We have started translating Noir Nation into Spanish. We could use some help. Should we keep the current spelling and word order? Or should we change it to Nación Noir? We’d like to get this right at the outset. Please comment.

6 thoughts on “

  1. I think for name and brand recognition it would be best to keep it as “Noir Nation.” Also, in Europe many many, actually most, products keep the English name. Other than countries that have two national languages, English is by and large THE second language for those in Europe who speak more than one, and in most countries they start studying English at age 6. People are used to seeing products and names in English. The word “nation” is not going to be a stretch for anyone.

  2. Noir as a genre is typically referred to in Spanish as “novela policial” or “literatura policial” which in many ways is an inappropriate term. The genre is also described as “género negro” or “género negro criminal” (one of the best crime fiction bookstores in Spain is actually called Negra y Criminal.) I’d go with Nación Noir because from the outset it tells Spanish-language readers that the publication will be in Spanish. The word “noir” is sufficiently associated with “film noir” to give people an idea of what to expect, even if at fist they might think it’s a publication about movies. By the way, if you are looking for help with the Spanish translations, I’d be more than happy to do my part. Translating is one of the things I do for a living and I’ve been reading noir fiction in both Spanish and English for years.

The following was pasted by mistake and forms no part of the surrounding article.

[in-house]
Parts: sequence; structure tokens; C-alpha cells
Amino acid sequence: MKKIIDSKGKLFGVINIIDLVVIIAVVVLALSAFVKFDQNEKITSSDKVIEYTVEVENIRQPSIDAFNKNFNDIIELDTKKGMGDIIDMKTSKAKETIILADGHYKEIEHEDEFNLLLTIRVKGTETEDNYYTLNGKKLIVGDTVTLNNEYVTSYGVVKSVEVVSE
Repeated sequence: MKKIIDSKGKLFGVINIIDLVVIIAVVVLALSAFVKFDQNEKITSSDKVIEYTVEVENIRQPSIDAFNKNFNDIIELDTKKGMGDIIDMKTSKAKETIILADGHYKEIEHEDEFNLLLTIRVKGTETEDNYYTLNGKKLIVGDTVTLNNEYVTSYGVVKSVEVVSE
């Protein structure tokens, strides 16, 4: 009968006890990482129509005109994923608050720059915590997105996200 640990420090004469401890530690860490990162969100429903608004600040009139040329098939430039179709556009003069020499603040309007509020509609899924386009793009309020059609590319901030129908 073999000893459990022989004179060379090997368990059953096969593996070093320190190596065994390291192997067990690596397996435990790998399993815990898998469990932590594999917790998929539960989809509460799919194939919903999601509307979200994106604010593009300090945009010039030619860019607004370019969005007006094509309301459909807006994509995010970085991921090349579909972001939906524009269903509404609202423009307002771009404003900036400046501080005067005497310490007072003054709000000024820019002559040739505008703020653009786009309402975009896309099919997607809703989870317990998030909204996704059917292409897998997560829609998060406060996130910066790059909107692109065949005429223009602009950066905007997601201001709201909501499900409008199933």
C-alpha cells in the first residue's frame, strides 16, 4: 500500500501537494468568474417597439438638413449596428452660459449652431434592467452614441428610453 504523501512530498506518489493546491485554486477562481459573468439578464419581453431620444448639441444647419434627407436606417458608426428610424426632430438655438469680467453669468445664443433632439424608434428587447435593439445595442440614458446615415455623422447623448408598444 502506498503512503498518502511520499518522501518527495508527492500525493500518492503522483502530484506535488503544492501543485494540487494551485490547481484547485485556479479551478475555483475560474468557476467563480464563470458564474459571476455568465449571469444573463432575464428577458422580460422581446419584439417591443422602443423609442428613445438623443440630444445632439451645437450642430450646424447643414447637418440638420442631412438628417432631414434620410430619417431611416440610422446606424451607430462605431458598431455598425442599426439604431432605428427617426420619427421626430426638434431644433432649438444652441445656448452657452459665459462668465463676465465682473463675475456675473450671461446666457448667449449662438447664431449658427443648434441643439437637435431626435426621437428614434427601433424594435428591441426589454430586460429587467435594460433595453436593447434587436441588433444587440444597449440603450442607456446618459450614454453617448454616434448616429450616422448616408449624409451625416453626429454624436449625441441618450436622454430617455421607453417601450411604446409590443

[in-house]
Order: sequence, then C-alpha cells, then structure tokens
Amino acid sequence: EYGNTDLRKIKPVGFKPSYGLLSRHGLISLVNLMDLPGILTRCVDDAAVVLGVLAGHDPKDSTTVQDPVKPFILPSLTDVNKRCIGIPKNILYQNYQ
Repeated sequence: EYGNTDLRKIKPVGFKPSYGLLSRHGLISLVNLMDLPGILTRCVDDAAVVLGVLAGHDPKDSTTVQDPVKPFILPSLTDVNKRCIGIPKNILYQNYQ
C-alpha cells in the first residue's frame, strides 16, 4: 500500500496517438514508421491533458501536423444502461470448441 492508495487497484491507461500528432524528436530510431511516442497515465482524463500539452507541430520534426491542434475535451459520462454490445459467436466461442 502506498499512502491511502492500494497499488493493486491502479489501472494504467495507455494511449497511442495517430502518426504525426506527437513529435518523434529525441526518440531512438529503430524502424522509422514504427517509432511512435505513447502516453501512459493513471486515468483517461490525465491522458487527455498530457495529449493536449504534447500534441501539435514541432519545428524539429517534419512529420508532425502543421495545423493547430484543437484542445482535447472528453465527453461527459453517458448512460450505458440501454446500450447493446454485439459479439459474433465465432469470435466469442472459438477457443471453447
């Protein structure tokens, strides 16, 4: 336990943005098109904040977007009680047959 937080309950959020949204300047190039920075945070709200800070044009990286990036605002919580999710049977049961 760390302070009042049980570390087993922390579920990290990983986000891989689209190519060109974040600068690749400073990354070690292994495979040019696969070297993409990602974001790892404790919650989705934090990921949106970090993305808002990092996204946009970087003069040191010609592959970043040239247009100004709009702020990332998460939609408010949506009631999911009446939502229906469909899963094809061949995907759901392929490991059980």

3. To start with, “noir” is not even an English word, even if it’s been adopted into the language with specific connotations (see Merriam Webster for example), so there’s no real translation there. I just checked four on-line Spanish dictionaries–Diccionario de la Royal Academia Española, Diccionario panhispánico de dudas, wordreference.com, Diccionario de uso de español (María Moliner) and Google Translate–and two of my own, the Larousse Usual and Oceáno. It is either not in the dictionary, stays as is or is translated as “cine negro”, a film genre, not a writing one. So I’d say Nación Noir could even be misleading in a Spanish context. The jump from “nation” to “nación” is null. I’d leave it as Noir Nation.

  4. P.S. Actually, it was five on-line dictionaries, but who’s counting? And the Moliner one is called “Diccionario de uso del español.”

  5. Who said “noir” was a word in Spanish? It isn’t a word in English either but it still works perfectly as part the magazine’s title. “Noir” means “black” in English and “negro” in Spanish and in the Spanish-speaking world the crime fiction genre is known as “género negro” or “género policial.” On the other hand, there is no reason why a perfectly translatable word like “nation” couldn’t be translated to Spanish. Since it’s the word in the title that conveys the idea that noir is a nation with no borders my humble suggestion was to translate it instead of leaving it in English. No need to look at more dictionaries, especially not the María Moliner one, considering noir is not a word in Spanish anyway.

  6. These are great and passionate comments. And very helpful in deciding how to proceed not only for the Spanish version but also for the French which is currently under production.

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